Foreign Minister Marise Payne will contribute to global efforts to protect press freedom at an international conference, as the issue remains in focus at home.
As debate about press freedom rages in Australia, the foreign affairs minister is heading abroad to promote its importance across the globe.
Marise Payne will join international counterparts, journalists and civil groups at the Global Conference for Media Freedom in London on Wednesday.
Senator Payne said she would promote freedom of expression and join global efforts to prevent attacks against journalists.
"The Morrison government is committed to ensuring our democracy upholds a free press and keeps Australians safe -- two fundamental tenets of our democracy," the foreign affairs minister said on Tuesday.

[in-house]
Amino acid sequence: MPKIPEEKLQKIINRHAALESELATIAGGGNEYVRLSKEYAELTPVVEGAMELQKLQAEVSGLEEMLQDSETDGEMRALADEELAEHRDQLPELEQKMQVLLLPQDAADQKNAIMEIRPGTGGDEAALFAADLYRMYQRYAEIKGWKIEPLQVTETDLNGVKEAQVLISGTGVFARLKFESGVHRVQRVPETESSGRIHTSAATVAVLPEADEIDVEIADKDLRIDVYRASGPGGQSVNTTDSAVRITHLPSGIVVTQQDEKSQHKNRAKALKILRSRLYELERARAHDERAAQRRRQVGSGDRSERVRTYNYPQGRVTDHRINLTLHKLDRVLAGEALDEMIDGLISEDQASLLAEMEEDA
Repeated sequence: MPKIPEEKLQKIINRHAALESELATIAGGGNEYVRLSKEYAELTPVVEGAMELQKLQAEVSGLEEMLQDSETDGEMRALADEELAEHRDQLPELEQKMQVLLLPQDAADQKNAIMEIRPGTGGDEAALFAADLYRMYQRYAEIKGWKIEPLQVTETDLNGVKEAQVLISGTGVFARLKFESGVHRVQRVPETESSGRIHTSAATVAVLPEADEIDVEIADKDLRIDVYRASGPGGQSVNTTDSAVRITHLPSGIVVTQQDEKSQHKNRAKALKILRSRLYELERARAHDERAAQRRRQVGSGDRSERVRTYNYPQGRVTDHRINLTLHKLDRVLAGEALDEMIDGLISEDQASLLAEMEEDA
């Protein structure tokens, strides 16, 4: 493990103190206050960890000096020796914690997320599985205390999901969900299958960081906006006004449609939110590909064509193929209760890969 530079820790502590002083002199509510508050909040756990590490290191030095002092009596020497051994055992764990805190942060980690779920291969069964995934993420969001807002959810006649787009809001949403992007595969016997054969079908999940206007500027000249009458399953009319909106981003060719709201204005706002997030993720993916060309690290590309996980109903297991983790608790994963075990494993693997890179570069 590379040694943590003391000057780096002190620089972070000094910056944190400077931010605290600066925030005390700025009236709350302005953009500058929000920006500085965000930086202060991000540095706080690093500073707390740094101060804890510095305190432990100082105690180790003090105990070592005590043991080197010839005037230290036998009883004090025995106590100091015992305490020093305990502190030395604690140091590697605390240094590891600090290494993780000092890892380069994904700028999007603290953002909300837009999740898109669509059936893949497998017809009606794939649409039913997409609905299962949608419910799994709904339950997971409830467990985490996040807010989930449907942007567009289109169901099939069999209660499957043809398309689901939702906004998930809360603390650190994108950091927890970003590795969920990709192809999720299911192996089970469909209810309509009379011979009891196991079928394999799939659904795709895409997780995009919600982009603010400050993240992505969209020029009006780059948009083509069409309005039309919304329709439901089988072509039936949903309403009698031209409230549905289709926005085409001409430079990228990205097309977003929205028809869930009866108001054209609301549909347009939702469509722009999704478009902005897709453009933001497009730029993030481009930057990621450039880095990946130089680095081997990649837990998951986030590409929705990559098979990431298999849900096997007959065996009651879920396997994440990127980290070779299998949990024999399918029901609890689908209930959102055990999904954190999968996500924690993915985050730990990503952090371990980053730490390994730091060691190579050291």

The conference comes amid intense scrutiny about controversial Australian Federal Police raids on two media outlets last month.
Federal police raided the Sydney headquarters of the ABC, and the Canberra home of a News Corp journalist, over separate stories based on leaked government information.
It was revealed this week that in relation to the ABC report, the AFP requested a journalist's private travel records from Qantas.
The development appeared to suggest police could be building a case against the reporter, in addition to the whistleblower, who already admitted leaking the information.
It was also revealed that the AFP accessed the metadata of journalists 58 times in one year.
A federal parliamentary inquiry into press freedom is now under way, with the committee grappling with how raids on journalists are authorised.
Senator Payne will also be attending a conference in London on Tuesday bringing together the foreign ministers of the 53 commonwealth countries.
The ministers will focus on efforts to become more co-ordinated, efficient and effective.